Could Citizens Advice grant and health visitor investment be restored at Suffolk County Council?
PUBLISHED: 16:30 10 February 2020
Fresh investment in health visitors and a commitment to restore Citizens Advice funding in full are among the challenges being presented to Suffolk County Council this week.
Both the Labour and Liberal Democrat, Green and Independent groups at the authority have submitted amendments to the Conservative-drafted budget ahead of Thursday's full council meeting.
Among the common challenges the two groups have presented are the recruitment of additional health visitors to reverse cuts made last year, and a call for Citizens Advice funding to be restored to former levels at £368,000, instead of the £120,000 proposed.
Other key proposals put forward include calls for a "common-sense" approach to school transport applications that prevent split villages and siblings, ending 'quick-fix' potholes repairs in favour of an £860,000 road investment fund and support for family carers with bus passes.
Sarah Adams, Labour group leader, said: "We have presented the Conservatives with an opportunity to start reversing some of the damage their cuts have caused to Suffolk.
"At the heart of our plans lies an emphasis on supporting the health and welfare of our residents - underpinning the invaluable work of the Citizens Advice; recognising the critical importance of health visitors to young families; caring for older people in sheltered accommodation; and supporting people at the risk of homelessness.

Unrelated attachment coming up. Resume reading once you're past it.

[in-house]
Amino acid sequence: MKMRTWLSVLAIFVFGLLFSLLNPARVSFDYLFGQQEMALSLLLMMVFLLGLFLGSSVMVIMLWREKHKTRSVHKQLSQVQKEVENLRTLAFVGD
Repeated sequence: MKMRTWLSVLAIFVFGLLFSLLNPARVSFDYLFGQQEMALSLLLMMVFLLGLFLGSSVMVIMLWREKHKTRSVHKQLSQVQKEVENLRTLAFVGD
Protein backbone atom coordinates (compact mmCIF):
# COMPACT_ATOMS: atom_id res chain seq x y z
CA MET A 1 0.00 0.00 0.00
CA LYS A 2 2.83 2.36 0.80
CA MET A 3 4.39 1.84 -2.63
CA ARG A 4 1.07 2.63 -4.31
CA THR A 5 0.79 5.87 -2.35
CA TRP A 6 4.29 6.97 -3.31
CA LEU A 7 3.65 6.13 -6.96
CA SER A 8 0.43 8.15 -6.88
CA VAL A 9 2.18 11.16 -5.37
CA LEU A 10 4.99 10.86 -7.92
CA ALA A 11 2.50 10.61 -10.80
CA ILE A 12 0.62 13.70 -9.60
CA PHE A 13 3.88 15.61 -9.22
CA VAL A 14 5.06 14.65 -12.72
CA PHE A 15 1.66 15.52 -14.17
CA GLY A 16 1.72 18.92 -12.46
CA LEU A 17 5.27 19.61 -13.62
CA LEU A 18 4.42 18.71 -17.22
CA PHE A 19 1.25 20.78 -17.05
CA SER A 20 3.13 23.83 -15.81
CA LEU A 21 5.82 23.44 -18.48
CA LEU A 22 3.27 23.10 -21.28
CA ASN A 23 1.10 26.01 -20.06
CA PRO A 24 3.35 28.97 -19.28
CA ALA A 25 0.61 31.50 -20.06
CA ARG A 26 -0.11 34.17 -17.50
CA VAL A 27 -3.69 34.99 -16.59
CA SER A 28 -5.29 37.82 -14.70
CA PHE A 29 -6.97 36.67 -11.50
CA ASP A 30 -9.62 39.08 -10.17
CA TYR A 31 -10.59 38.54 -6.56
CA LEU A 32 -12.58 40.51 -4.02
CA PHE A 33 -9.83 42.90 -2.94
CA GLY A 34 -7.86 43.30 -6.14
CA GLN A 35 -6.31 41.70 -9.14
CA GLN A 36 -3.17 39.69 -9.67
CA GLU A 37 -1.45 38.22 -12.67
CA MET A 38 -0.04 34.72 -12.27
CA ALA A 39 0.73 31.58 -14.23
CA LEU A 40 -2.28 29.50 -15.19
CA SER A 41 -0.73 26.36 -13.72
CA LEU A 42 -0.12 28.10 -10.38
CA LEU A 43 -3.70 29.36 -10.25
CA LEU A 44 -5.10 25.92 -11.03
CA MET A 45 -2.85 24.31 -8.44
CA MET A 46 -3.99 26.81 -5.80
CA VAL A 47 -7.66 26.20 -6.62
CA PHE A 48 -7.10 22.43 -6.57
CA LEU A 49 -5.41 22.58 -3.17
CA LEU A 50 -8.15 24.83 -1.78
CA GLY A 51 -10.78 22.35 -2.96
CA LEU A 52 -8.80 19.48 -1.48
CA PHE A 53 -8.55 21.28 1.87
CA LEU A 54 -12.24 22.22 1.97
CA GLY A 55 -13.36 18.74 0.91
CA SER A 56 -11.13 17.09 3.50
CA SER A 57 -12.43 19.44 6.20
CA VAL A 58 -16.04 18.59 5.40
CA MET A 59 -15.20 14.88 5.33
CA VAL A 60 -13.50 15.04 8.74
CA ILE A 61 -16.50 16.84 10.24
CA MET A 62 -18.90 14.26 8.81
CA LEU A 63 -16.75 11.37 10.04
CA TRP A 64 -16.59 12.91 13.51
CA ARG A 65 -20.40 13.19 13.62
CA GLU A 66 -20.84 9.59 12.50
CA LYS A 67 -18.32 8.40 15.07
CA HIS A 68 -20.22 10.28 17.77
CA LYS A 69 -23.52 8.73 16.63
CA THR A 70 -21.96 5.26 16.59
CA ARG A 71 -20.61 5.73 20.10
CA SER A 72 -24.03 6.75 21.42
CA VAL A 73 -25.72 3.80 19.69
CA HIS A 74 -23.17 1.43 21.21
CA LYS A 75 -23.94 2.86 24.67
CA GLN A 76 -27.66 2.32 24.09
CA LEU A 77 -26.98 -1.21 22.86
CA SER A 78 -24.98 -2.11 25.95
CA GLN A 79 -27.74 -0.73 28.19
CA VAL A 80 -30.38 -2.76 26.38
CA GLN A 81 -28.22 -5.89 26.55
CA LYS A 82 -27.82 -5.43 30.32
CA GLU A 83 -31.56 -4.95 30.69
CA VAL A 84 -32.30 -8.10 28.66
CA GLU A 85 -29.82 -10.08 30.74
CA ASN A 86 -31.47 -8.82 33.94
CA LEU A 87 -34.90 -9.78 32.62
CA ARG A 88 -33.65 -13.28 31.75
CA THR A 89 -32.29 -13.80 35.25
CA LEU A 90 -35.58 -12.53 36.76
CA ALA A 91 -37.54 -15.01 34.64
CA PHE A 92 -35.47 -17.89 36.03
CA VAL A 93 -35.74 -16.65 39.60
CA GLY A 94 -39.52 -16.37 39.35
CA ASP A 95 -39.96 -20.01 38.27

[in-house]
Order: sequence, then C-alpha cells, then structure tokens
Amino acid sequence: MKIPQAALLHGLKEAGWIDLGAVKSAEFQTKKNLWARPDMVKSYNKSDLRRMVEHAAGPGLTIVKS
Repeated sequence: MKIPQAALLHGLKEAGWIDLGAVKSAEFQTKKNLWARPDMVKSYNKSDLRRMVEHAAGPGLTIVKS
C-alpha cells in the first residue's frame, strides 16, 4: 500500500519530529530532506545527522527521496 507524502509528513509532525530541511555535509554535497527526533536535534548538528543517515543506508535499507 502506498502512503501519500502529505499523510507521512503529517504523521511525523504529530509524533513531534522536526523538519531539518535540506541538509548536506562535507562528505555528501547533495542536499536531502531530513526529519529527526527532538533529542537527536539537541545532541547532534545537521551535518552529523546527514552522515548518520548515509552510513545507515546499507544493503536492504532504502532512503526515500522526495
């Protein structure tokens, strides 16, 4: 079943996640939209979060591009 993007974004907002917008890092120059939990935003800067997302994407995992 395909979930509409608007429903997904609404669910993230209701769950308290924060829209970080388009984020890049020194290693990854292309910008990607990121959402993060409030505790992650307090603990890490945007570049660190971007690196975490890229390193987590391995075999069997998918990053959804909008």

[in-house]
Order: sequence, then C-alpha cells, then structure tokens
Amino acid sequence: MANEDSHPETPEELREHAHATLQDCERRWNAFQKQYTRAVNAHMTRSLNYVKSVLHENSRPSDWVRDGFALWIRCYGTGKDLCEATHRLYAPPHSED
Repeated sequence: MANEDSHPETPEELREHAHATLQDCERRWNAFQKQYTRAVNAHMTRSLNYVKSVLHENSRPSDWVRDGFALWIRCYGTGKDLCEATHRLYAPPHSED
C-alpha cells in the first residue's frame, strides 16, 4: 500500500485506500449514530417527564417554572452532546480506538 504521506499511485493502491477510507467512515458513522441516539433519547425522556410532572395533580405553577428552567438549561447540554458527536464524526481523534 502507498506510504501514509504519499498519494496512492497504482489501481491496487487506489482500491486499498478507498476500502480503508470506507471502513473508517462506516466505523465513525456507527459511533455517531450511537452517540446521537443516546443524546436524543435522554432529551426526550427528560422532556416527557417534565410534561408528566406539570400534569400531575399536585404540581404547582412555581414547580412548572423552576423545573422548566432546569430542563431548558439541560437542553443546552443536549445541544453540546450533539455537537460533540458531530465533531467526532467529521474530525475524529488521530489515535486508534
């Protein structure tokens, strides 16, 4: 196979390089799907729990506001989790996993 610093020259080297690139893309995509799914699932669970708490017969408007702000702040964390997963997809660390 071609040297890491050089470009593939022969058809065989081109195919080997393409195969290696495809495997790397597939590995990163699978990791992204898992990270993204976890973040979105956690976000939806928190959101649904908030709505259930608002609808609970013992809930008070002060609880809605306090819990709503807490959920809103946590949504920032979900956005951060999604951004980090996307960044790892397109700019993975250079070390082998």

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"We would also invest in our roads and public transport to end the patchwork pothole 'quick fixes' while promoting sustainable, green travel alternatives too.
"Our budget amendment, which is fully costed and a socially conscious alternative, will invest in frontline public services. If residents are being expected to pay more in council tax, then we should be offering them a far better deal."
Penny Otton, leader of the Liberal Democrat, Green and Independent Group, said: "Over the past few years, we've seen some really damaging cuts to vital public services in Suffolk.
"This year, Suffolk County Council has been lucky enough to get millions of extra funding - and yet the Conservatives just want to put it into reserves.
"There is a crisis in both adult social care and children's services. Central government needs to know that local councils cannot continue to struggle to provide care in these two vulnerable areas.
"We think this money should be spent on services for the people of Suffolk and we've suggested a number of sensible proposals that will have a real impact: extra funding for home to school transport to ensure siblings and villages aren't split, recruiting more health visitors to support new parents, reintroducing companion bus passes for family carers, and increasing social worker salaries to make sure Suffolk is able to recruit and retain the social workers that our services desperately need."
Both groups have costed the amendments, which would be financed through a mix of putting less in reserves, using the additional £4million in the settlement from central government or reducing the Suffolk 2020 fund for one off projects down to £1m.
Gordon Jones, Conservative cabinet member for finance said: "All amendments to the proposed budget will be considered and debated by councillors at the budget setting meeting in the normal way."